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March Spotlight: How Brand Training Can Make Mergers and Acquisitions a Success

Thursday, March 19, 2020 10:42 AM | Angela Dawson (Administrator)

Discussions around mergers and acquisitions (M&A) can overlook the work after a deal is closed, but the right brand training can help a company successfully merge brands and return on their M&A investment. Check out March's Spotlight, written by Nick Thacker at AllenComm, to learn more about how to increase success in mergers and acquisitions.

Mergers and acquisitions (M&A) are a daily element of modern business. Closing M&A deals might seem like the culmination of months or years of work, but it’s only getting started, and the right brand training can mean the difference between success and failure post-M&A.

Since 1990, over 75% of US industries have become more consolidated, resulting in higher market concentrations and profits. So, the question is how to ensure a merger and acquisition is successful when it happens, not if it happens. But even though it’s almost inevitable, successfully merging two brands is proving difficult.

What Leads to M&A Failure?

A Deloitte report found that $10 trillion was spent on M&A in the previous 7 years, but 46% of respondents said less than half of the deals from the previous two years generated expected return on investment (ROI).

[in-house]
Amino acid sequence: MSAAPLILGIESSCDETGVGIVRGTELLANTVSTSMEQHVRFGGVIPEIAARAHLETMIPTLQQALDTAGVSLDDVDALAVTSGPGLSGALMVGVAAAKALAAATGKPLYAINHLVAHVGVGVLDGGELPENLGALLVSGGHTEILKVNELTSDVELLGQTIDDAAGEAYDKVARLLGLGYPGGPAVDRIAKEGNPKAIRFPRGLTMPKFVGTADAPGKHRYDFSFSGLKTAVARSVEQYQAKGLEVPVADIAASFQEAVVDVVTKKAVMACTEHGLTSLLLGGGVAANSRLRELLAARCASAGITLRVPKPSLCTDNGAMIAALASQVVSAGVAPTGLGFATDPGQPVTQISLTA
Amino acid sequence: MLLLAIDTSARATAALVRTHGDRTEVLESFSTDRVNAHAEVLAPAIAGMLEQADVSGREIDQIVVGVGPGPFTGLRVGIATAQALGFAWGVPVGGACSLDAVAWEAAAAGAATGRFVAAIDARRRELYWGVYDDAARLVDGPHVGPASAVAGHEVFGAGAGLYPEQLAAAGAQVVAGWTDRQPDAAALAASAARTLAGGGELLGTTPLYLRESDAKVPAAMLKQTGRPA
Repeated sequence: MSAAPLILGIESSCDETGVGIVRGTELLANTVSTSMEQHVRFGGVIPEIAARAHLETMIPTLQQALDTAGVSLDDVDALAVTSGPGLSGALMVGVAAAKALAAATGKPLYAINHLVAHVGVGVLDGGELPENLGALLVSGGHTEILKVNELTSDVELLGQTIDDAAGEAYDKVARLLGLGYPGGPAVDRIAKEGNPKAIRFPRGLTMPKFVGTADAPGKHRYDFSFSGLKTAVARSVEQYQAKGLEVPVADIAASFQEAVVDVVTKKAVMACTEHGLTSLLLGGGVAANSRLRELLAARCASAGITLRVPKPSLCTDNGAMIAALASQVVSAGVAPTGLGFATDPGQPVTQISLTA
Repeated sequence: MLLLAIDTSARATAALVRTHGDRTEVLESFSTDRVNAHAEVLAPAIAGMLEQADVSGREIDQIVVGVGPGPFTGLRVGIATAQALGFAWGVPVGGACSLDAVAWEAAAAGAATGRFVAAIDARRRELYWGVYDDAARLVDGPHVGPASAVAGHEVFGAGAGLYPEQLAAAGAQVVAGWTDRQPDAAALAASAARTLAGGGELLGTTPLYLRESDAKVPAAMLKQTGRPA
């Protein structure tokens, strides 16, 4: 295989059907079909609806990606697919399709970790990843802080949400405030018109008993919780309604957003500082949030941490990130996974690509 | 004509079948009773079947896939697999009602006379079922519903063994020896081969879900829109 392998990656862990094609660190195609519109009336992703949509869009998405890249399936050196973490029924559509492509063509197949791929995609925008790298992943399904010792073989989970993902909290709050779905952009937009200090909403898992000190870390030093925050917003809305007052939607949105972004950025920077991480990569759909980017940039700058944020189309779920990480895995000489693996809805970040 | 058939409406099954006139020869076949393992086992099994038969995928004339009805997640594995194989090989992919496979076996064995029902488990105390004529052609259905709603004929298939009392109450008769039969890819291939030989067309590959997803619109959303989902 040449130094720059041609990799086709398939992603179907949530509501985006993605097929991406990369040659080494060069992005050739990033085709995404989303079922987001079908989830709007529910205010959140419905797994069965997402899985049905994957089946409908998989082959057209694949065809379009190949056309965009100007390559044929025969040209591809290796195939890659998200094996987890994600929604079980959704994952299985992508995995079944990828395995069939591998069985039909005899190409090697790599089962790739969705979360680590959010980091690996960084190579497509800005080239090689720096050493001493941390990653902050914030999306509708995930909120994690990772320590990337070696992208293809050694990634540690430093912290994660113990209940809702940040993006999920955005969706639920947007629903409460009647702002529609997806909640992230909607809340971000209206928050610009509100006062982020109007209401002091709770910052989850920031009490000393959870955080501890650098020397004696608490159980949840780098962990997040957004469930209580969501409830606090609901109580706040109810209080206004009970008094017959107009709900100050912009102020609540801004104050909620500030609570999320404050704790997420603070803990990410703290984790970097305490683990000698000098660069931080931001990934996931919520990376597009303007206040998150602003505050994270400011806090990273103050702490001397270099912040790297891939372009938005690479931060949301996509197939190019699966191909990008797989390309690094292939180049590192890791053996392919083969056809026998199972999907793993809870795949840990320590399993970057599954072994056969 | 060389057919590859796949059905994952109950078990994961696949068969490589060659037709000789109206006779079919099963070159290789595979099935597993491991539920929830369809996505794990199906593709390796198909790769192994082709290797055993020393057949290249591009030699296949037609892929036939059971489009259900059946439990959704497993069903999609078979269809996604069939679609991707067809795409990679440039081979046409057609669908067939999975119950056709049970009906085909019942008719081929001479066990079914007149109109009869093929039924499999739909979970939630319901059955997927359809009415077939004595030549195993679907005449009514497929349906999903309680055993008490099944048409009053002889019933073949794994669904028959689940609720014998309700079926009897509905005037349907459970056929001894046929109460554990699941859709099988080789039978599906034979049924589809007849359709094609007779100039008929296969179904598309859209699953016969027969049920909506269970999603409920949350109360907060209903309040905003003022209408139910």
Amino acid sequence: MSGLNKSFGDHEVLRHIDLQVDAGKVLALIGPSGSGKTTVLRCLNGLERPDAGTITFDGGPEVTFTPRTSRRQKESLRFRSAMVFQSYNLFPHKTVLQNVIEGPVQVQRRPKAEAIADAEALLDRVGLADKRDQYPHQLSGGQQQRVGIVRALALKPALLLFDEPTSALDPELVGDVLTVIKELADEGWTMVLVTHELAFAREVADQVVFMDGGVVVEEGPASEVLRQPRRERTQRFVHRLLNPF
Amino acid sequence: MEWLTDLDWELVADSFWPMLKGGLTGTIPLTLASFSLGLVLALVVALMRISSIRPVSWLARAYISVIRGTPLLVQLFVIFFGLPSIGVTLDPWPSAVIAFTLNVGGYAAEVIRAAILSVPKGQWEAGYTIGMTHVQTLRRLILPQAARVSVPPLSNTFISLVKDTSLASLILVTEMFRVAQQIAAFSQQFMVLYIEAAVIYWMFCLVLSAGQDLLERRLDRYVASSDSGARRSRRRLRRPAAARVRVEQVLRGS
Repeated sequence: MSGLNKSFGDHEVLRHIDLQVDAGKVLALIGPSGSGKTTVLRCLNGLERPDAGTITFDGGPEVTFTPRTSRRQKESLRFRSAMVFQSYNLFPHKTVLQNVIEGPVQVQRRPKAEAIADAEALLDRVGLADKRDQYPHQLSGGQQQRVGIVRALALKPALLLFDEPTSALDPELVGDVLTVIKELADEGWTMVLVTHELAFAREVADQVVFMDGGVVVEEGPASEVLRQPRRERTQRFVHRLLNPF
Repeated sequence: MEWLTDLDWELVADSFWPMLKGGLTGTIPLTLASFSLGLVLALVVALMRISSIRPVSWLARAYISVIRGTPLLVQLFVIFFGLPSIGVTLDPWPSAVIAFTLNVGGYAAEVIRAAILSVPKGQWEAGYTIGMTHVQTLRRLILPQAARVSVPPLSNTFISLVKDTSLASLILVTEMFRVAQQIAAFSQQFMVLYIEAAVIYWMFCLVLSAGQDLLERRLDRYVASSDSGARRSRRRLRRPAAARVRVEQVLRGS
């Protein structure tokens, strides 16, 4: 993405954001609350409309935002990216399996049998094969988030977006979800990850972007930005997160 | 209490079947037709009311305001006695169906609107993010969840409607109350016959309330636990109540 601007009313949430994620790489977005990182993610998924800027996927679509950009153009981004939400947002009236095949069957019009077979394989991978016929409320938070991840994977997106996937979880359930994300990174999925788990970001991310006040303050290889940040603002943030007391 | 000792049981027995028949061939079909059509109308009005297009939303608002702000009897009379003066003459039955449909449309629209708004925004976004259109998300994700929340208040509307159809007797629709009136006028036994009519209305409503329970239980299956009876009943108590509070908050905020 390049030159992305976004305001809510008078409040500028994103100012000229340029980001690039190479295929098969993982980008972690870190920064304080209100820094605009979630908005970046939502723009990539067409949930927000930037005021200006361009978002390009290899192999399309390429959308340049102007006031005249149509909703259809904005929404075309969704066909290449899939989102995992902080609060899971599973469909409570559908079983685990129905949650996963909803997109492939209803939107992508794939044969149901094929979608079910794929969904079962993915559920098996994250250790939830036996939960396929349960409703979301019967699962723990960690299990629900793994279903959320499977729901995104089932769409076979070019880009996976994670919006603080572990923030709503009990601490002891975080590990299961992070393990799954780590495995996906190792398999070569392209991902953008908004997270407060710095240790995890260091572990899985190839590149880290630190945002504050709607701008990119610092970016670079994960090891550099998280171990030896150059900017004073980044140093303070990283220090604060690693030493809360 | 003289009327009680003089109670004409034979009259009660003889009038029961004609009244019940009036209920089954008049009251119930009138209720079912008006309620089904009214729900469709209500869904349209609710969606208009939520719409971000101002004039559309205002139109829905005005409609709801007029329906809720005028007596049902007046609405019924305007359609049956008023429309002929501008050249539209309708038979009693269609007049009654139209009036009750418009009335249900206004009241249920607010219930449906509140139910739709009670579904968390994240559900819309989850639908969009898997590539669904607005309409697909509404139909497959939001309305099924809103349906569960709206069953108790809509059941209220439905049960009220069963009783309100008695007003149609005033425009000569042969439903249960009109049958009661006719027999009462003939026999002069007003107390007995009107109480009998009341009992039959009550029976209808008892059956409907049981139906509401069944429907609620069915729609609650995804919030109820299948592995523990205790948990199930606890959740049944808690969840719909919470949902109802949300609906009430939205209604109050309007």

In addition, voluntary turnover increased by about 12% before or after M&A. In PwC’s 2017 M&A Integration Survey, it was found that 42% of organizations failed to fully integrate the involved companies, and 58% reported it was difficult to integrate.

The conversation around M&A is almost all financial or data-driven, but organizational change is required in order to accommodate all the differences in two companies merging together. One of the areas for the most improvement is in brand training.

Identify Crisis and Merging Brands

In the internet and social media age, it’s more important than ever to be able to distill a company’s identity down to its simplest form. But brand also extends to the types of employees attracted to the company or the culture within offices. Things get complicated when the compatible aspects of two companies contend with the incompatible ones.

For instance, The Walt Disney Company recently acquired 21st Century Fox for almost $72 billion. Everyone in the world could probably articulate the Disney brand. We’d talk about Mickey Mouse, Disneyland, animated films, or princesses. But 21st Century Fox, with a long and varied film history, had obvious brand compatibility issues. Could the Simpsons exist alongside Mickey and Minnie? Could the Alien franchise find a home in Cinderella’s castle? Fox’s sub-brands like Fox Searchlight were known for independent cinema, a far cry from Disney’s box office giants and four-quadrant crowd-pleasers.